Change search
ReferencesLink to record
Permanent link

Direct link
Downstream Migration of the European Eel (Anguilla Anguilla) in the Elbe River, Germany: Movement Patterns and the Potential Impact of Environmental Factors
Karlstad University, Faculty of Health, Science and Technology (starting 2013), Department of Environmental and Life Sciences. Univ Potsdam, Inst Earth & Environm Sci, Potsdam, Germany.;Tech Univ Munich, Landscape Ecol, Freising Weihenstephan, Germany;Tech Univ Carolo Wilhelmina Braunschweig, Environm Syst Anal, D-38106 Braunschweig, Germany..
Humboldt Univ, Fac Life Sci, Lab Integrat Fisheries Management, D-10099 Berlin, Germany..
Inst Inland Fisheries Potsdam Sacrow, Potsdam, Germany..
Inst Inland Fisheries Potsdam Sacrow, Potsdam, Germany..
Show others and affiliations
2016 (English)In: Rivers Research and Applications: an international journal devoted to river research and management, ISSN 1535-1459, E-ISSN 1535-1467, Vol. 32, no 4, 666-676 p.Article in journal (Refereed) PublishedText
Abstract [en]

Recruitment of European eels (Anguilla anguilla) has declined to the extent that they have been added to the IUCN Red List of Threatened Species. Therefore, it is critical to ensure that eels complete their outward river migration in order to contribute to the available spawning stock. We conducted a 4-year (2007-2011) telemetry study to understand the migratory behaviour and potential impact of environmental factors on the eel during this critical life stage. Out of 399 female eels tagged with acoustic transmitters, only 28% demonstrated clear downstream migratory behaviour. Fifty-five percent were detected exhibiting no downstream migration behaviour and 17% were not detected at any monitoring station. Movement patterns of downstream-migrating (silver) eels were characterized by nocturnal activity and seasonal migration, with distinct peaks in autumn and spring. Migration was often discontinuous and exhibited phases of active locomotion and expanded stopovers. The most important determinants of movement activity were water temperature, cumulative precipitation and moonlight, although the significance varied by season and location in the river basin. Our results evidence a discontinuous, stepwise migration over an extended period. Furthermore, our findings indicate that migration success depends on holding duration prior to tagging and environmental predictors with varying importance depending on the season, as well as the locations of capture, tagging and release.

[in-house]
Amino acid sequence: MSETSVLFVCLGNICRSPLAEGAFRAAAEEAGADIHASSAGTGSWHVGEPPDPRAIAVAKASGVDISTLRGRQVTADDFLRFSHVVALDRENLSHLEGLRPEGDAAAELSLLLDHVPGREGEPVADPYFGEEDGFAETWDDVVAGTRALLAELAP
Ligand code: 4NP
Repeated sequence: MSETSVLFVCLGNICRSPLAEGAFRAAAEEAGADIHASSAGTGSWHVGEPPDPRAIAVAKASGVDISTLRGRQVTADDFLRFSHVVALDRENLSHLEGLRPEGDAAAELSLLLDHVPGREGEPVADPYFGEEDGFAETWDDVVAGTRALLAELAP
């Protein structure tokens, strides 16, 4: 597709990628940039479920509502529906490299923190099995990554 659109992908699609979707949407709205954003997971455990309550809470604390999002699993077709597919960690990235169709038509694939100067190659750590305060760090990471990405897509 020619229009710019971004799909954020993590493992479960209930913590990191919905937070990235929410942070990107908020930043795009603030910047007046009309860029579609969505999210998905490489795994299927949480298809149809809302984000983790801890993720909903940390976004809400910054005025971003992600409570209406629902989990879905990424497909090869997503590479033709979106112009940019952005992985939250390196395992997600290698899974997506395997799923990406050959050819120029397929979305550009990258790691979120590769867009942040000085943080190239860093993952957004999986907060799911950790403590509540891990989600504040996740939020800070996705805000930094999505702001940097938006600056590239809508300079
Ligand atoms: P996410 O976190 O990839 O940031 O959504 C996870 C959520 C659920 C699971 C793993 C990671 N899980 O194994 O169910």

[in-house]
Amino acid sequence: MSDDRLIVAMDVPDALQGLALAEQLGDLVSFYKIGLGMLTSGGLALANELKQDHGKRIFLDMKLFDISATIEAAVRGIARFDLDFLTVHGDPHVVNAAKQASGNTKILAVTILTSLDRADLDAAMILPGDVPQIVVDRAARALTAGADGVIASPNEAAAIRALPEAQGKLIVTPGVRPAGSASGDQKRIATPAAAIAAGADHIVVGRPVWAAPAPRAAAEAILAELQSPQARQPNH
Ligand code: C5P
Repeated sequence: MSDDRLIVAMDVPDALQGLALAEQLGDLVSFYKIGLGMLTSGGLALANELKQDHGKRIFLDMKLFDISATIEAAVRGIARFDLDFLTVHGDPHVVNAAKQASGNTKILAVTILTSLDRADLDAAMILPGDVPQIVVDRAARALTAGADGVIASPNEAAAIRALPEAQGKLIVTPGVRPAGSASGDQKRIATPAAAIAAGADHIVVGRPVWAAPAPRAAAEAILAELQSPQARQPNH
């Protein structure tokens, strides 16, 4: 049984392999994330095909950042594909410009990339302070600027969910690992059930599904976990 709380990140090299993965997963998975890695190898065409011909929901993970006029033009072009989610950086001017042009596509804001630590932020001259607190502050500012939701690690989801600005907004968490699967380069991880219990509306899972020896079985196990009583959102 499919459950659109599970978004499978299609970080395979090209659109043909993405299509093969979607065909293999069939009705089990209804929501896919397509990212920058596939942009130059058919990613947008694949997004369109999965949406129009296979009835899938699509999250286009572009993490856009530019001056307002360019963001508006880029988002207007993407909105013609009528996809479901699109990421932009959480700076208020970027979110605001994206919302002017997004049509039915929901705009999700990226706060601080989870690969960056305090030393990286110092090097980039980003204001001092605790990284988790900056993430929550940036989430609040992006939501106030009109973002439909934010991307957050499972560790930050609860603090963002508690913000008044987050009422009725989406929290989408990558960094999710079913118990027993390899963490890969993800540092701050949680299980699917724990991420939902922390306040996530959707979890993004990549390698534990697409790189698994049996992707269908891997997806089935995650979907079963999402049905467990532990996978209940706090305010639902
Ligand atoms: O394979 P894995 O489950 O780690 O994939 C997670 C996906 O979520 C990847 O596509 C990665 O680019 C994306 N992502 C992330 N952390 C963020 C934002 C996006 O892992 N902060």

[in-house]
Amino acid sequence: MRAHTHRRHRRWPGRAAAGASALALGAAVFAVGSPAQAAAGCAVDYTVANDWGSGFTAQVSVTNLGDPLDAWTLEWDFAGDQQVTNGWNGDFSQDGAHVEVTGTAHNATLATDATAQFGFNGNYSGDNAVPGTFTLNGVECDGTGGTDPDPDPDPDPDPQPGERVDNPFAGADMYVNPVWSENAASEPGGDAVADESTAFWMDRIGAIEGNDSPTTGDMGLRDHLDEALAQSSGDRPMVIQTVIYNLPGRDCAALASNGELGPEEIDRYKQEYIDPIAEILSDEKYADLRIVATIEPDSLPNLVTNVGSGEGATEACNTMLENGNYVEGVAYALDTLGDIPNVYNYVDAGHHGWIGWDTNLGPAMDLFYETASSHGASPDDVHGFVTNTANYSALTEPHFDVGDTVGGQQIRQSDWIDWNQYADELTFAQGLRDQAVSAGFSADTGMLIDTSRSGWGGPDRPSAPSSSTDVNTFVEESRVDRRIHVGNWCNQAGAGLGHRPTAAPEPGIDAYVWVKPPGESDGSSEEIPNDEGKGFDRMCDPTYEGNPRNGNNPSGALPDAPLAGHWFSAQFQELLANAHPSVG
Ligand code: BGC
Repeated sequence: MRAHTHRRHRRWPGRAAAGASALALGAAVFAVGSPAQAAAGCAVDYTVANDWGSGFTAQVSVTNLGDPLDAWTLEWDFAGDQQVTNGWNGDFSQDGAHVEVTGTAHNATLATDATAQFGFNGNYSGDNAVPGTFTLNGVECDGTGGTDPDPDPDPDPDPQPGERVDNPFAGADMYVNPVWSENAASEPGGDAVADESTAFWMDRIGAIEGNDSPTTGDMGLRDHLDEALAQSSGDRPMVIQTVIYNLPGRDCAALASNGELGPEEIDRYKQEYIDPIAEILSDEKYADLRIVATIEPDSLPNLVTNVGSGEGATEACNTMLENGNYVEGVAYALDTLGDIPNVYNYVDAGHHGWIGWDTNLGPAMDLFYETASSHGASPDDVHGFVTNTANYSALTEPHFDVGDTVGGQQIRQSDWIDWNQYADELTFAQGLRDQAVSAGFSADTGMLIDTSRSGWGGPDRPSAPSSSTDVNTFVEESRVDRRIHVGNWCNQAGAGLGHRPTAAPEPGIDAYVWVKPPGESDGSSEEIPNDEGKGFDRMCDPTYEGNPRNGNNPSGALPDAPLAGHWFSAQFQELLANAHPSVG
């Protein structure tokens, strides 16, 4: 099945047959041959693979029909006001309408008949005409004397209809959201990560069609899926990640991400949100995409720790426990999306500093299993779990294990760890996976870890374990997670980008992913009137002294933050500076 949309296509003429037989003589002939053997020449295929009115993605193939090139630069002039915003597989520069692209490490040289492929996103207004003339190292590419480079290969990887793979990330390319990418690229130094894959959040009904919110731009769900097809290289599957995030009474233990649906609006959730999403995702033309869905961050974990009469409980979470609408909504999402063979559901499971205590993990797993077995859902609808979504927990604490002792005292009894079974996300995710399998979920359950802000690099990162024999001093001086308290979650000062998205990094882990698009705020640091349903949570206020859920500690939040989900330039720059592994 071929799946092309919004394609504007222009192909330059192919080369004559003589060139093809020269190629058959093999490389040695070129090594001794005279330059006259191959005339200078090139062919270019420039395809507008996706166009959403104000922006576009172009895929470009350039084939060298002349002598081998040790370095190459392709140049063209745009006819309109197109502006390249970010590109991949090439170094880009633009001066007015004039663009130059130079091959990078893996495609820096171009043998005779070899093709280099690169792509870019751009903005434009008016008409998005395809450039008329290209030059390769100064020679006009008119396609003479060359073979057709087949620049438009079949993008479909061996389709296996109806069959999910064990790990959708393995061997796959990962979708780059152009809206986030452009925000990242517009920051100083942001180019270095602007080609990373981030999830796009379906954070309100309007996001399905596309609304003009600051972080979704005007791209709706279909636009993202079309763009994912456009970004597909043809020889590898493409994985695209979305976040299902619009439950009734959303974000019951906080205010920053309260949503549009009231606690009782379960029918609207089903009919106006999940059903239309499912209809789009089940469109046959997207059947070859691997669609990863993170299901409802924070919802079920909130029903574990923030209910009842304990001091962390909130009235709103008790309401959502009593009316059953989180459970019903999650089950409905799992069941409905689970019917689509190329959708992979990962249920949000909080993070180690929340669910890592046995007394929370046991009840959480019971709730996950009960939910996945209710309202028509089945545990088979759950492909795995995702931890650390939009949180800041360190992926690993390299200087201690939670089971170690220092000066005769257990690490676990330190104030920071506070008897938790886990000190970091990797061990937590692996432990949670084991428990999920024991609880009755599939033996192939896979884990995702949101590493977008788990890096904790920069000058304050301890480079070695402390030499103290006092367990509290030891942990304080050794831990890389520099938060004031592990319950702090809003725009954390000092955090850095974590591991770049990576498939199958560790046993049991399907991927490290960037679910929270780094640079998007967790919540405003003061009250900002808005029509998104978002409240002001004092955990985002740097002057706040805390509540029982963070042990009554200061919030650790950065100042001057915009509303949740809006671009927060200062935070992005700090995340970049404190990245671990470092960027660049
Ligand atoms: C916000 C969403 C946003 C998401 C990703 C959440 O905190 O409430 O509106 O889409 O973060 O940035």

Place, publisher, year, edition, pages
2016. Vol. 32, no 4, 666-676 p.
Keyword [en]
acoustic telemetry, fish migration, environmental trigger, generalized linear model, handling effect, discontinuous migration, Anguilla anguilla, seasonal migration
National Category
Biological Sciences
Research subject
Biology
Identifiers
URN: urn:nbn:se:kau:diva-42063DOI: 10.1002/rra.2881ISI: 000374704900013OAI: oai:DiVA.org:kau-42063DiVA: diva2:929693
Available from: 2016-05-19 Created: 2016-05-19 Last updated: 2016-05-19Bibliographically approved

Open Access in DiVA

No full text

Other links

Publisher's full text
By organisation
Department of Environmental and Life Sciences
In the same journal
Rivers Research and Applications: an international journal devoted to river research and management
Biological Sciences

Search outside of DiVA

GoogleGoogle Scholar

Altmetric score

Total: 28 hits
ReferencesLink to record
Permanent link

Direct link